CRIMES OF THE HEART
King's Head Theatre, London N1
Opened 8 November, 1998

Sometimes the principal difficulty in writing a review is moderating one's praise or condemnation of a production enough to convince readers that one is still thinking rationally; sometimes the problem is writing comprehensibly enough to give a useful account of a surreal, multiform or otherwise dense performance experience. But sometimes it is simply difficult to find anything much to say about a production at all. This does not mean it is bad quite the reverse, because then there would be criticisms to be made; it usually means that a show is solid, dependable, and will not disappoint but will not particularly excite or stimulate either. It is simply there.

Crimes Of The Heart, Beth Henley's first full-length play, won her a Pulitzer Prize in 1979. It tells of three grown-up Mississippi sisters: Lenny is homely and refuses to let herself find a man, Meg is a failed country singer and Babe, ditsy and kooky but not all-out crazy, has just shot and seriously wounded her boorish state senator husband. Granddaddy is dying in hospital, Momma hanged herself in the cellar years ago, neighbour Doc may be trying to rekindle his old passion with Meg (which ended years back when she left him amid a hurricane in Biloxi... that's what's playin' at the Roxy), and Babe's defence lawyer Barnette nurses a discreet crush upon her as well as a vendetta against her husband. The play is moderately funny, moderately engrossing and a little more than moderately sentimental; imagine a Sam Shepard play rewritten by Tammy Wynette... that sort of thing.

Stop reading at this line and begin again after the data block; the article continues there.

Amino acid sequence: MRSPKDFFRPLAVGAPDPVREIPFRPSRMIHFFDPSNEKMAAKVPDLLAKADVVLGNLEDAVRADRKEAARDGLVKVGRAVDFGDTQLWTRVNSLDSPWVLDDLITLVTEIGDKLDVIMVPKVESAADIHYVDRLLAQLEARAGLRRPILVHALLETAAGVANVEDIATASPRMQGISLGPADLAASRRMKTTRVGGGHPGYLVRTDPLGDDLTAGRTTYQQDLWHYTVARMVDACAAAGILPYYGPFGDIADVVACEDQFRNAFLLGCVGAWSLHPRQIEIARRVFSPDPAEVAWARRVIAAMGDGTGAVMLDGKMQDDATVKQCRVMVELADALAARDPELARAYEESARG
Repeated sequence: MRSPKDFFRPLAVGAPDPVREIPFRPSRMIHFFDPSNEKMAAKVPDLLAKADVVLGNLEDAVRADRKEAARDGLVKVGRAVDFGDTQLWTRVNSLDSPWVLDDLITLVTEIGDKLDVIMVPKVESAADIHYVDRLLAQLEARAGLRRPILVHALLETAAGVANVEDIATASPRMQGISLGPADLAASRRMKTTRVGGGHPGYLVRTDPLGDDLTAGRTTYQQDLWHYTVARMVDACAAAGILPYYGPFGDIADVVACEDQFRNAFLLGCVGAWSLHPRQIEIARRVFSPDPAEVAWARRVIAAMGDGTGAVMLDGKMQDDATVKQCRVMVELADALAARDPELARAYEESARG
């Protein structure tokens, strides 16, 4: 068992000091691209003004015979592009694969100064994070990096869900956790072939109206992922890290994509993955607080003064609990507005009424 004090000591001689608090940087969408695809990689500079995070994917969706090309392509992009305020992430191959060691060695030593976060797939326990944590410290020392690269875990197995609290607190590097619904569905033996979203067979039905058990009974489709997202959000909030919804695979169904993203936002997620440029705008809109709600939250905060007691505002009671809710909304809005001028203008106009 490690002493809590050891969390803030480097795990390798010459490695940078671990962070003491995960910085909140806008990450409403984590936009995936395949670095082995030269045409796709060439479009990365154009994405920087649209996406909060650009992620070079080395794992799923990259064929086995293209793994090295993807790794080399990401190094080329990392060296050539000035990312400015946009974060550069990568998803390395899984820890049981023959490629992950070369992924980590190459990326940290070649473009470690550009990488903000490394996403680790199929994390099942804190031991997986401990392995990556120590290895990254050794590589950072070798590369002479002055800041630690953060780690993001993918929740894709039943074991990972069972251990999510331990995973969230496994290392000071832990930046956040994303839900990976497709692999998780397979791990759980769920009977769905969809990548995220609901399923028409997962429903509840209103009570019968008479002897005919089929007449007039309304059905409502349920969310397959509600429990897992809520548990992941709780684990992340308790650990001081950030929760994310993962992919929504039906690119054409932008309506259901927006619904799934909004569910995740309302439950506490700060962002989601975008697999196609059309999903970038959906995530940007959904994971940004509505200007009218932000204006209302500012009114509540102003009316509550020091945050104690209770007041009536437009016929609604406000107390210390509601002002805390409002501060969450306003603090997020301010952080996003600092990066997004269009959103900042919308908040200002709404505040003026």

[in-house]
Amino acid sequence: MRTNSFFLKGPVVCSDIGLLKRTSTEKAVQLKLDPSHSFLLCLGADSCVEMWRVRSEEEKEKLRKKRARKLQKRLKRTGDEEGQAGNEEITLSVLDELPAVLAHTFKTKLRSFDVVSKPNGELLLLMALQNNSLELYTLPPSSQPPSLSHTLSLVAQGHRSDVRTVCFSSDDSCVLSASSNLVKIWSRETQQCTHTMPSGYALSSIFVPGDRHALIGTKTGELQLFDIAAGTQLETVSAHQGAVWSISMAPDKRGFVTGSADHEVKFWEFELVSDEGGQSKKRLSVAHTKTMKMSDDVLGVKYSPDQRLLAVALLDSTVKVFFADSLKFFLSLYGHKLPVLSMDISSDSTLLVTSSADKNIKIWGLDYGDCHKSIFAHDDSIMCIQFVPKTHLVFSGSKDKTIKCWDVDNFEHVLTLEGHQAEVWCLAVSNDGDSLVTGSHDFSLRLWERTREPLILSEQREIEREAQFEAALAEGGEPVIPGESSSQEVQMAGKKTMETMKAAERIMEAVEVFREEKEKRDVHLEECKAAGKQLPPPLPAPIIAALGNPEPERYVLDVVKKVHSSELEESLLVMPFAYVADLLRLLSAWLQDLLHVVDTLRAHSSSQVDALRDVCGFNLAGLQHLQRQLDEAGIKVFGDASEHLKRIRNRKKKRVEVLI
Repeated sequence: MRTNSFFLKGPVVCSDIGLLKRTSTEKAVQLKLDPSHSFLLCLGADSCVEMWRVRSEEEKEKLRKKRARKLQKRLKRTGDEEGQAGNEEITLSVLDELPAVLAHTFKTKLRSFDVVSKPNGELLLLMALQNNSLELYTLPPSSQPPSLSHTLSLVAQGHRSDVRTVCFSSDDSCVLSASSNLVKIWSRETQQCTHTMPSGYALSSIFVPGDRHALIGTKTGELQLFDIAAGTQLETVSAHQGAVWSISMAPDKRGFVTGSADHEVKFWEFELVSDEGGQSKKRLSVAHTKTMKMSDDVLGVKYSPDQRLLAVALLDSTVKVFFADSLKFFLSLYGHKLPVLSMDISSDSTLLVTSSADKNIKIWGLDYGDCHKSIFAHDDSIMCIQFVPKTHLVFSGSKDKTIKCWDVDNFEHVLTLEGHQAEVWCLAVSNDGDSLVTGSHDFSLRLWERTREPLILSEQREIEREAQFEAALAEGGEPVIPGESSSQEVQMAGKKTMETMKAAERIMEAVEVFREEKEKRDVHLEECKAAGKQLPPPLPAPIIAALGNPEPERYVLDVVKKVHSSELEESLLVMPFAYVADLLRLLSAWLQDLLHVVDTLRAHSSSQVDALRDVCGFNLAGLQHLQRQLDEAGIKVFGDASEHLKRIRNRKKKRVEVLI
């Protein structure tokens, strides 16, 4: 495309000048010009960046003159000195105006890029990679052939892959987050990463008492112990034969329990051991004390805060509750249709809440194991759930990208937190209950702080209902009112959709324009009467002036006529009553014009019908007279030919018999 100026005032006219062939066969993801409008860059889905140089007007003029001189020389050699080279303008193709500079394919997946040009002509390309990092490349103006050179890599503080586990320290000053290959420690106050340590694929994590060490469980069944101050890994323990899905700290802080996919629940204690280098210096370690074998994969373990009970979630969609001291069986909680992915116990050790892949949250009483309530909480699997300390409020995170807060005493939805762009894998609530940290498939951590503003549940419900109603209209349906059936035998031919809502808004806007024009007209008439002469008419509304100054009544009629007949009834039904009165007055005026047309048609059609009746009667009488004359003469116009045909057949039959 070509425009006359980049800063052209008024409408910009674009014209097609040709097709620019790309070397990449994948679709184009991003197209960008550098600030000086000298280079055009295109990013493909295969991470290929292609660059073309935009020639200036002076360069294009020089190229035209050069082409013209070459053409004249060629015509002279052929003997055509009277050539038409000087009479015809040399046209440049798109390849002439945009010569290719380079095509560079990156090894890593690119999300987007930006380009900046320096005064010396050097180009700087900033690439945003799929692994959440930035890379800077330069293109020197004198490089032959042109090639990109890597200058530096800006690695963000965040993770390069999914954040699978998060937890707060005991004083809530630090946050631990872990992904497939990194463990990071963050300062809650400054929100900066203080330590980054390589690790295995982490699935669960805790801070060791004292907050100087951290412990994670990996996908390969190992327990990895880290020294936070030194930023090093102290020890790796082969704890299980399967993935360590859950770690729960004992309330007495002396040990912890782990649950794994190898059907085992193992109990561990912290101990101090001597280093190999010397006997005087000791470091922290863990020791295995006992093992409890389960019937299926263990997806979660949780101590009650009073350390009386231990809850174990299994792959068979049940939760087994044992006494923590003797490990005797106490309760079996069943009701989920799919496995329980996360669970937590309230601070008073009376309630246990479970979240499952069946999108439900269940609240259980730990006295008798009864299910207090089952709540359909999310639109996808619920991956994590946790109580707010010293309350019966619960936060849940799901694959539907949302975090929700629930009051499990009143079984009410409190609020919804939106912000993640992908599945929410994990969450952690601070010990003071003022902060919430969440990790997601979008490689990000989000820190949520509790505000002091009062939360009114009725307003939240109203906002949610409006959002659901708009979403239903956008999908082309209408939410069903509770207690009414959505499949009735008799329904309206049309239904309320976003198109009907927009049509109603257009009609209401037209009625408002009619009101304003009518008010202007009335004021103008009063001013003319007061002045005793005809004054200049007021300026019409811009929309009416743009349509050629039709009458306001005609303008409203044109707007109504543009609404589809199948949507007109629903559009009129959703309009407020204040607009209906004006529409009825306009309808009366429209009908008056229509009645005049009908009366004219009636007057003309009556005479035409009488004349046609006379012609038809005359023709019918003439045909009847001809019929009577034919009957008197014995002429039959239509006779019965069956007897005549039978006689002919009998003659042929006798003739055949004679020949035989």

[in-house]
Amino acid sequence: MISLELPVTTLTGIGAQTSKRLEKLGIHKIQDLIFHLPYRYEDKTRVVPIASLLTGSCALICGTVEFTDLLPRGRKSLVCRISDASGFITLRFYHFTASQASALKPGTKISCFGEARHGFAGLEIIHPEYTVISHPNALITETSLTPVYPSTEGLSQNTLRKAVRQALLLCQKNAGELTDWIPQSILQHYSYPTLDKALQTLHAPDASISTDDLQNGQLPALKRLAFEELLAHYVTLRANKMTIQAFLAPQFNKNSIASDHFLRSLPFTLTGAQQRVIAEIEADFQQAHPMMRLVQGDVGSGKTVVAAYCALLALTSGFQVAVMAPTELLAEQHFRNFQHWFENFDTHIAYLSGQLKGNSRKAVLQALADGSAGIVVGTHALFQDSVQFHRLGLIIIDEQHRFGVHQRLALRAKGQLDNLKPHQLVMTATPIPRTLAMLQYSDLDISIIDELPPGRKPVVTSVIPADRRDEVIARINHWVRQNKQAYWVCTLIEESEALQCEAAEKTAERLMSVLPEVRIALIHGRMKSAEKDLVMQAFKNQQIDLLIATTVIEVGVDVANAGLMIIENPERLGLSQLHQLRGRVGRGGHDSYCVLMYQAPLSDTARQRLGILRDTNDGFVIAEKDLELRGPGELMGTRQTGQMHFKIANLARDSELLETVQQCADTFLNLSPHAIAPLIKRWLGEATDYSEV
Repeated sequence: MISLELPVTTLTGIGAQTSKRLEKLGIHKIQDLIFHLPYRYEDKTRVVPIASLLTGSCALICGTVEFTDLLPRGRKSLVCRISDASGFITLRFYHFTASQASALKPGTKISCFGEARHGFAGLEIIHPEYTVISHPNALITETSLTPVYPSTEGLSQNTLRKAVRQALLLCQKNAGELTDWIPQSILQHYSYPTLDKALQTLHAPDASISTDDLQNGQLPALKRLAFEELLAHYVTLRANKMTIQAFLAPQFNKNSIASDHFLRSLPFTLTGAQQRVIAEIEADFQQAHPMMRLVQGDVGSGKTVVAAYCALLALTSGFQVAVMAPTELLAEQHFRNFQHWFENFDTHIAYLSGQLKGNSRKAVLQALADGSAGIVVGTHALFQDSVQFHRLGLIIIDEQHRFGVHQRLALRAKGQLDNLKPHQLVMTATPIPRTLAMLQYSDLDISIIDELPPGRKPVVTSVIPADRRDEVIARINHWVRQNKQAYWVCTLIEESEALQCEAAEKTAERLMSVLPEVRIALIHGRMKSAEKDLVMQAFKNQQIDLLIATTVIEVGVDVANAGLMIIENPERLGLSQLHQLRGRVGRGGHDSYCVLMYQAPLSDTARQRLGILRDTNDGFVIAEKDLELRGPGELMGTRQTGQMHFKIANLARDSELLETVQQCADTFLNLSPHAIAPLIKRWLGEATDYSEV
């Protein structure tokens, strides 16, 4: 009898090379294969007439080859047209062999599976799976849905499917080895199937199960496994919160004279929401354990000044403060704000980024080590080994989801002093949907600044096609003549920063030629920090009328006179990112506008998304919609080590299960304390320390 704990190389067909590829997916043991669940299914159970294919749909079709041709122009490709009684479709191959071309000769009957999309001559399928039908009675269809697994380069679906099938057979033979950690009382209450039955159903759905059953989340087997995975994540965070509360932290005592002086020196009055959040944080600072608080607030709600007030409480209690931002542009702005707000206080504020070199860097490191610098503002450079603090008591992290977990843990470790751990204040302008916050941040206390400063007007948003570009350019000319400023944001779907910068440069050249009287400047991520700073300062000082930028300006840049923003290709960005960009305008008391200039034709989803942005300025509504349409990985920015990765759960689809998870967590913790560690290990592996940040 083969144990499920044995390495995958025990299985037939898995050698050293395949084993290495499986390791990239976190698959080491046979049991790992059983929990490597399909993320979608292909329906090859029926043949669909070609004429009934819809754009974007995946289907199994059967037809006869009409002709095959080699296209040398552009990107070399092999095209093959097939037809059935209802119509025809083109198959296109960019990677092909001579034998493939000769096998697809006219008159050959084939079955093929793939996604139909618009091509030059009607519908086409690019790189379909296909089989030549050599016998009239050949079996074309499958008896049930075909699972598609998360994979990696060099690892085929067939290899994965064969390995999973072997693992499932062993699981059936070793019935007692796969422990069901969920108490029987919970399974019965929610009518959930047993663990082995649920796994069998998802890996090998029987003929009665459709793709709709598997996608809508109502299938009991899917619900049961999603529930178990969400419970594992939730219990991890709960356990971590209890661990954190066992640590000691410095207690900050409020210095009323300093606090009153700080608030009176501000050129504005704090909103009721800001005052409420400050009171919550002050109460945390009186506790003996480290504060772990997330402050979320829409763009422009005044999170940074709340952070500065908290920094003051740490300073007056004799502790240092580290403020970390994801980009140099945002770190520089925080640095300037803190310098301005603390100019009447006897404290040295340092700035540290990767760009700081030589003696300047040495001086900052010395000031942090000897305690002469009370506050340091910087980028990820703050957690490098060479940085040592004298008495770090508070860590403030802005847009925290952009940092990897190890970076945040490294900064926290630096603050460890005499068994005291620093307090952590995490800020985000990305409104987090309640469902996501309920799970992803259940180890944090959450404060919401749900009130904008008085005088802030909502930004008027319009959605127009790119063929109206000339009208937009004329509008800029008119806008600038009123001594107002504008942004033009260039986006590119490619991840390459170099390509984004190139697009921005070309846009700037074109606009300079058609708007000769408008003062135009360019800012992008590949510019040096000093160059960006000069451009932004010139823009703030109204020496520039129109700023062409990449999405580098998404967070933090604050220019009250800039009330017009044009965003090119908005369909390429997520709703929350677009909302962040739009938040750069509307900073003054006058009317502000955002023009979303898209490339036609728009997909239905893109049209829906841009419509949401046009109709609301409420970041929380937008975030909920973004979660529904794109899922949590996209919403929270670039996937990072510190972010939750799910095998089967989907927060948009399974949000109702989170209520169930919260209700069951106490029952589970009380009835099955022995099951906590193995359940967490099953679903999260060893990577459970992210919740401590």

David Gilmore directs perfectly adequately; the cast contains no weak links, and Gabrielle Glaister as Babe shows particular skill in creating just a suspicion of endearing derangement viewers of the recently broadcast television adaptation of Elmore Leonard's Maximum Bob will recognise Babe as a spiritual sister of Bob's wife Leanne. This is an unexceptionable example of the kind of show which is too grown-up to be properly considered in the predominantly post-student light of the fringe in general, too modest to give itself the airs of a minor West End production manqué. It knows exactly what its niche is, and occupies it squarely; it is, almost studiedly, nothing special. Sometimes faint praise is not intended to damn, but just to praise faintly.

Written for the Financial Times.

Copyright © Ian Shuttleworth; all rights reserved.

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